What happened to our state’s balance of powers?
by Keli'i Akina, Ph.D., President/CEO Grassroot Institute, September 10, 2021
When we got our first look at the tier system that outlined how our lives would be restricted by COVID-19 orders, we didn’t realize that eventually we, the people, would be divided into tiers.
We are rapidly approaching the point where Hawaii residents will be divided into “cans” and “cannots,” where our levels of individual freedom will depend on our abilities and desires to comply with various government health edicts.
Is this really where we want to go as a society?
I have said it before, but it bears repeating: I believe that the government can play an important role in safeguarding public health. For example, educating people on the COVID-19 vaccine and making it widely available has been a positive and beneficial exercise of government authority.
However, somewhere along the line, we have lost our way. We have become so accustomed to rule by executive order that we have forgotten about the balance of power and why it is important. That, more than anything else, explains why the government is getting bigger and the individual is getting smaller in the era of COVID-19.
A week ago, I attended a conference where a public-interest lawyer talked about individual rights in light of the increasing COVID-19 restrictions. As he explained it, we tend to focus heavily on our civil liberties and talk about which rights are being infringed on, such as the right to make your own health decisions, make a living, speak out against various orders, and so on.
But a Bill of Rights by itself isn’t special. Nearly every country, no matter how tyrannical, can point to its own Bill of Rights. North Korea’s version includes freedom of speech, press, assembly, religion, medical care and even “relaxation.” What really matters is not whether you can list a series of individual rights in your constitution, but whether your system of government is set up to protect those rights and give them meaning.
That’s why the balance of powers is so important. We need the judiciary, legislature and executive to check each other, to ensure that no branch exceeds its scope or usurps the others’ powers. Without that balance, we have no guarantee that our civil liberties will be protected.
Thus, it is no coincidence that the growing incursions on individual rights through the various county, state and federal COVID-19 measures have all been accomplished through executive orders. In other words, they are the result of the executives acting as legislators, with no checks on their powers from the judiciary or legislature.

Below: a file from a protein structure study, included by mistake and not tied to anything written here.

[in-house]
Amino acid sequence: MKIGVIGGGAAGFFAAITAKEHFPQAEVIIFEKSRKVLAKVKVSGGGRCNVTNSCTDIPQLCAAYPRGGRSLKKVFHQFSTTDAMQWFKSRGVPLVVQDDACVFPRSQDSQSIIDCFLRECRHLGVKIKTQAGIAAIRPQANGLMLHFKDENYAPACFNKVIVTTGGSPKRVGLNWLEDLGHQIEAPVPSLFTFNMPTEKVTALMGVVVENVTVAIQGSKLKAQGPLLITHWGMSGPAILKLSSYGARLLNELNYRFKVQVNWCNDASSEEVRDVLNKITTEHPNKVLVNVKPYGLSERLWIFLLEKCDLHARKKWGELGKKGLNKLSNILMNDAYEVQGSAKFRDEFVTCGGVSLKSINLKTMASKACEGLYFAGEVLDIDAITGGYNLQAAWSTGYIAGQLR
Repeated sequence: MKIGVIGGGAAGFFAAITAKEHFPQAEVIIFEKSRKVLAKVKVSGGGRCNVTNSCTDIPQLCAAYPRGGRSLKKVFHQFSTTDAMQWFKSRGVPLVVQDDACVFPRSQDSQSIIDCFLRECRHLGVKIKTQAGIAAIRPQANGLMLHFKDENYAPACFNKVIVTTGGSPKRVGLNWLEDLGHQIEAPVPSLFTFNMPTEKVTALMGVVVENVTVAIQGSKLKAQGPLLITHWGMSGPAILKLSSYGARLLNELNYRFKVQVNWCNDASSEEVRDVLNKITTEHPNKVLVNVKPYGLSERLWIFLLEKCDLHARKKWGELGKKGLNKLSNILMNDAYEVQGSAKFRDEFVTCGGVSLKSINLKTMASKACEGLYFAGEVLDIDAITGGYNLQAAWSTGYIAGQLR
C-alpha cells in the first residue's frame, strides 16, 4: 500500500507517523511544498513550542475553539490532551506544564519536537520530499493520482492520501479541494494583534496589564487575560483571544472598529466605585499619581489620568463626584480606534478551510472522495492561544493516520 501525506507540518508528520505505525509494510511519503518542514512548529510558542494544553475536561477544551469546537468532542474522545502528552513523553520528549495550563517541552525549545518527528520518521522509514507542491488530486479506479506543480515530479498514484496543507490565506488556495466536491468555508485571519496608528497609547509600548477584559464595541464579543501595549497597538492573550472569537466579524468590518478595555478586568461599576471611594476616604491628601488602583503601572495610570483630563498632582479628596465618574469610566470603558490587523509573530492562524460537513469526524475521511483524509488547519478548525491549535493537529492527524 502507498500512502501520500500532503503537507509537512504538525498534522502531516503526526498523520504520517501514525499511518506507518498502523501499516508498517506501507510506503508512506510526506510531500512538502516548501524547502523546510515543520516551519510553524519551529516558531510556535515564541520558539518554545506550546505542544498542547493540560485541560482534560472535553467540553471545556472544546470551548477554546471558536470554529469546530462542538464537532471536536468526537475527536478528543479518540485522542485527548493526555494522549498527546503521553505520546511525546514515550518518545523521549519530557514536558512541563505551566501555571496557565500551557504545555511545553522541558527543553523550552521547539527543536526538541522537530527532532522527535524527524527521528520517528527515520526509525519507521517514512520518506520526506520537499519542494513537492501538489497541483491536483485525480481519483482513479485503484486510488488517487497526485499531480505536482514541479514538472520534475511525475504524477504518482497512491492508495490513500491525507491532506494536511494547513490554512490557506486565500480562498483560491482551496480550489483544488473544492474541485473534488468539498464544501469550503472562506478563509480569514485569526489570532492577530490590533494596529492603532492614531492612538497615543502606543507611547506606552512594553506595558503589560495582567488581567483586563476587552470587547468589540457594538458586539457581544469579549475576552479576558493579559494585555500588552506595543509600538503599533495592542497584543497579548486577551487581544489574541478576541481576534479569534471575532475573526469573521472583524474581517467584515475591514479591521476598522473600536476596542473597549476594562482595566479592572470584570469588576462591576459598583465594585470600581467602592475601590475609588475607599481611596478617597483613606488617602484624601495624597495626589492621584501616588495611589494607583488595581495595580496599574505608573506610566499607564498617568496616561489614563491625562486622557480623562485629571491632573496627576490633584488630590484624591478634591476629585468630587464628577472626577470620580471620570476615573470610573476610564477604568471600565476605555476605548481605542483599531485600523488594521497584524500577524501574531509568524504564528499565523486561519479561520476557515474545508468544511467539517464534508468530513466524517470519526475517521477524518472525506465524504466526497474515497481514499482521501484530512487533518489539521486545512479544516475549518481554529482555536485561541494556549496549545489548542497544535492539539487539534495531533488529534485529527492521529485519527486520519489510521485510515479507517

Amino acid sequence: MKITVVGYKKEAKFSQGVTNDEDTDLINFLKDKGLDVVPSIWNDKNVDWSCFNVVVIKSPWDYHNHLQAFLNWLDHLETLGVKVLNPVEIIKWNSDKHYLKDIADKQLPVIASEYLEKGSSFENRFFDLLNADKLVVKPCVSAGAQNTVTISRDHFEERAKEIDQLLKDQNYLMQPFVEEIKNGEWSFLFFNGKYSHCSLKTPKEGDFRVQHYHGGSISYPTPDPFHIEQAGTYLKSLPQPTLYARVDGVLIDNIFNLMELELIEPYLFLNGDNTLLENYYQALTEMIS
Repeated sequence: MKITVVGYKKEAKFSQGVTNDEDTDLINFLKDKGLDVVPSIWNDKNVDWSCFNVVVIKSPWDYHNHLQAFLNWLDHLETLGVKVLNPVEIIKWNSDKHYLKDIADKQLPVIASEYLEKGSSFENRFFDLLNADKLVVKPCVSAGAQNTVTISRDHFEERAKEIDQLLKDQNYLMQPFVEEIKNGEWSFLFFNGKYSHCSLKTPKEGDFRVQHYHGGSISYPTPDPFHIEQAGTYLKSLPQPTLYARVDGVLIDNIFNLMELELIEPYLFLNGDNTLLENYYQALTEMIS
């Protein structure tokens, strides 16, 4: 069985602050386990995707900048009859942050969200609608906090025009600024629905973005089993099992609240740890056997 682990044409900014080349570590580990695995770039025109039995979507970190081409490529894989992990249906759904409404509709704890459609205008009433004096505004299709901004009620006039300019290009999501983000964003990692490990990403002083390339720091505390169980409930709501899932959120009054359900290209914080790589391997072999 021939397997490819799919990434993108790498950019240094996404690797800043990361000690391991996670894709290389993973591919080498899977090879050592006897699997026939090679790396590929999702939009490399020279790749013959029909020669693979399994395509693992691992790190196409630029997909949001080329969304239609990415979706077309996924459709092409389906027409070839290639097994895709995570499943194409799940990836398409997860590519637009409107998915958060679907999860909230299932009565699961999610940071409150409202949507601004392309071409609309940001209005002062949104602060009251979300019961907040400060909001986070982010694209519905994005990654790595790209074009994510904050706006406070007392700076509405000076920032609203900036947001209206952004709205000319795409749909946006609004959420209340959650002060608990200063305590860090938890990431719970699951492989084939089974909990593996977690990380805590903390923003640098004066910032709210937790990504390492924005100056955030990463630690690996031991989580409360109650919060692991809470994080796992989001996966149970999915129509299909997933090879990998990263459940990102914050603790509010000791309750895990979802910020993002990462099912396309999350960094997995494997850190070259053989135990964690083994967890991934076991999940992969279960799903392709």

For a year and a half, our daily lives have been regulated by executive orders. Our state legislators have been unwilling to step in and reassert their role, and the judiciary has been inclined to defer to the executive based on the emergency management statute — a legislative measure.
When I write about actions such as vaccine mandates or health passports, I am sometimes asked what people can do to protect their rights. But, at heart, this isn’t a problem of rights. It’s a problem of governance. In the name of mitigating COVID-19, we have allowed the executive branch to overreach. If we want to correct it, we need to restore the balance of powers by creating greater legislative and judicial checks on what the governor and mayors can do in an emergency, including for how long they can do it.
I do not mean to minimize the importance of protecting public health. However, it seems like much of the government’s management of COVID-19 falls under the theory that the ends justify the means. Yes, the government should work to protect human life, but the means it uses to do so must be examined carefully. If we are to preserve good governance and civil rights, we have to ask whether the state’s actions are narrowly tailored to achieve their objective without infringing on our liberties.
And we have to ask whether those actions should be implemented through executive orders. I contend that the governor, mayor and even our president are overreaching, and the people deserve a larger say.
We are at the point where I am increasingly worried about what the growth in executive power means for the future of liberty. Will we be able to stuff that genie back in the bottle? Have we done irreparable damage to our constitutional structure? We, the people, need to answer these questions.